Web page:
In 2004, Dan Buettner teamed up with National Geographic to discover what helps human beings be happier, live longer, and work better. The process involved identifying the areas around the world where people lived the longest. They then compared the lifestyles of these various areas to determine their commonalities. Buettner labeled these happy, long-lived areas Blue Zones, which became the title of his best-selling book. Places like Okinawa, Japan; Sardinia, Italy; and Loma Linda, California routinely see populations reach age 100 while most of the rest of the world feels like they’re 100 when they hit 60.
My ego has been taking a hit lately. As I prepare to work with a client I always ask what their main objective is for my session; what one thing they would like the group to leave with. I expect (hope) to hear, “Oh wise sage, please impart what-ever knowledge you have gleaned from your years of experience. Make these people better leaders, employees, and yes…human beings.” When I come out of that fog I hear the client say, “We just really need a good laugh!” This statemnt is usually preceded by “Things have been really tough lately, so…” “We’ve been going through a lot of changes, so…” or “There is a lot of uncertainty, so…”
Mitt Romney picked a running mate and Obama and Biden have decided they want another 48 months in the White House, let the games begin. (Note: If you are excited and/or worried that this will be a tirade against one party or t’other, don’t be. I haven’t made a mistake that big since I truthfully answered the question, “Honey, what do think of this outfit?”) What I will say is that political races have degenerated into the kind of illness I see infecting business across this great land of ours. Namely, if we can keep people’s attention focused solely on beating the other guys, they won’t notice that the mess we have created ourselves.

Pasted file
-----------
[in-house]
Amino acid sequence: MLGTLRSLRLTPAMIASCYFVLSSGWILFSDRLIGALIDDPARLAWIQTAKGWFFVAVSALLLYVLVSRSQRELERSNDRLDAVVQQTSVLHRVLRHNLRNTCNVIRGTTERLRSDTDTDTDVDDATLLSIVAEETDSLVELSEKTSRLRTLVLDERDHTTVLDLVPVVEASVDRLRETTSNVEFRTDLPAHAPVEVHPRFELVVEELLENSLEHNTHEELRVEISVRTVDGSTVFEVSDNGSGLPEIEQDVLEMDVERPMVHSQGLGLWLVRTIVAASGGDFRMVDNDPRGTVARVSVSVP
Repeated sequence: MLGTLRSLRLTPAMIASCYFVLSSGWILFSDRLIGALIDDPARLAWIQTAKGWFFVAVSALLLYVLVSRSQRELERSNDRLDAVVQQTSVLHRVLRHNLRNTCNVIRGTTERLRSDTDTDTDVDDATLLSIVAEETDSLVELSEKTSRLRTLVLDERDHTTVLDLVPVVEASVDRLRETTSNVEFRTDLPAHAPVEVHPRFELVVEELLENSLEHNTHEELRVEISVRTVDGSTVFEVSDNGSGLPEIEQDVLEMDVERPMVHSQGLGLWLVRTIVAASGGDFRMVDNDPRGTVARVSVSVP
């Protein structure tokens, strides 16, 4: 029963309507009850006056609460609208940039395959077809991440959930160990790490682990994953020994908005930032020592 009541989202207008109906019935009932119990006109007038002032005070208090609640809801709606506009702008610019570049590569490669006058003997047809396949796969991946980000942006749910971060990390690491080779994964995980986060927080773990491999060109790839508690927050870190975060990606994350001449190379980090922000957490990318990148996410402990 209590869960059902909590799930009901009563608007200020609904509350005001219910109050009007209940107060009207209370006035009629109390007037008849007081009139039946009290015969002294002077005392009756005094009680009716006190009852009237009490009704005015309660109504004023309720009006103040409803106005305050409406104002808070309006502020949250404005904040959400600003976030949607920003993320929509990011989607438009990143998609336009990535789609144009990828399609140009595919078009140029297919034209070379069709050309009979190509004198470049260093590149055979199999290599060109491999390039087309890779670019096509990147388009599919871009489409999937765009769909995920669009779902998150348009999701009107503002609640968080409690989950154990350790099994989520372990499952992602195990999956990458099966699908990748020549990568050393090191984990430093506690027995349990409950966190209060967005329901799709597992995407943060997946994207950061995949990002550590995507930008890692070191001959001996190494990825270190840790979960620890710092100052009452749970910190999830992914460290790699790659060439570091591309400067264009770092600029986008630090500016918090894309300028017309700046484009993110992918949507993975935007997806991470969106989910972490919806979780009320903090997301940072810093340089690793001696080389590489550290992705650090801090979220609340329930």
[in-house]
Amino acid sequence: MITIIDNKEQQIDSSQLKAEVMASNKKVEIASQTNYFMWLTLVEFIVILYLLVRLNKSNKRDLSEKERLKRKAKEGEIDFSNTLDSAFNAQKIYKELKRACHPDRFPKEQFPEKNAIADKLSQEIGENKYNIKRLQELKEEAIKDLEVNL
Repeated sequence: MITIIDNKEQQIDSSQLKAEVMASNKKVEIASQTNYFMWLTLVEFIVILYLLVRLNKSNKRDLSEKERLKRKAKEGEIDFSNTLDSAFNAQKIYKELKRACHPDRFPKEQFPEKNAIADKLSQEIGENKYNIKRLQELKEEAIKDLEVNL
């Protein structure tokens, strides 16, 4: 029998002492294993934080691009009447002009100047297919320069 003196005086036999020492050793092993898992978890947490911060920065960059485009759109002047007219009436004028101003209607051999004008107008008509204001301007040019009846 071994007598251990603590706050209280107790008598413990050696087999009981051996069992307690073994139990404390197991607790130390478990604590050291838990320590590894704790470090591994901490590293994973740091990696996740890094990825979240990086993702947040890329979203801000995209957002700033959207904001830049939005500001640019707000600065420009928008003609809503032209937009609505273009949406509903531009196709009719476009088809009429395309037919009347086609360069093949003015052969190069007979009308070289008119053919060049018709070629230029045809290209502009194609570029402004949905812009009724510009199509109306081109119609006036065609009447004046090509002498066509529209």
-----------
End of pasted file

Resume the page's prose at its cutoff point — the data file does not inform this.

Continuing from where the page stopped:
When a basketball team enters the court for a game, they don’t run it, set down their water bottles, and start the game. They warm up. They spend a good fifteen minutes bouncing the ball off the backboard, throwing it back and forth to teammates, and psyching up for the game. There isn’t a coach of any sport in the world who would allow a team to start a game without warming up, but that is exactly what managers and team leaders demand in the workplace everyday. People straggle in from various offices and departments throughout the building, put down their coffee, open up their briefcases, and sit down. Everyone mumbles in conversation until the one in charge says, “Okay. Let’s get started.”
Ben was worried. He had just taken over as President of a growing wholesale grocery company. The company was doing well on the books, with over 20% growth each year, but Ben could feel something uneasy below the surface. Employee morale was low, and teamwork; well if they tried to form a company softball team the members would probably use the bats on each other. Their situation reminded me of a survey taken of the U.S. workforce recently.
Stevie Ray has been a columnist for the Minneapolis/St. Paul Business Journal since 1997, making him the longest running local columnist for the publication. Not long ago, his column became nationally syndicated to all Business Journals across the country.
Stevie writes from his perspective both as a business owner and man-on-the-street customer. He is the author of four books and has his work published in the Harvard Business Review. If you like what he has to say, leave a comment. If you don’t like what he has to say, leave one anyway.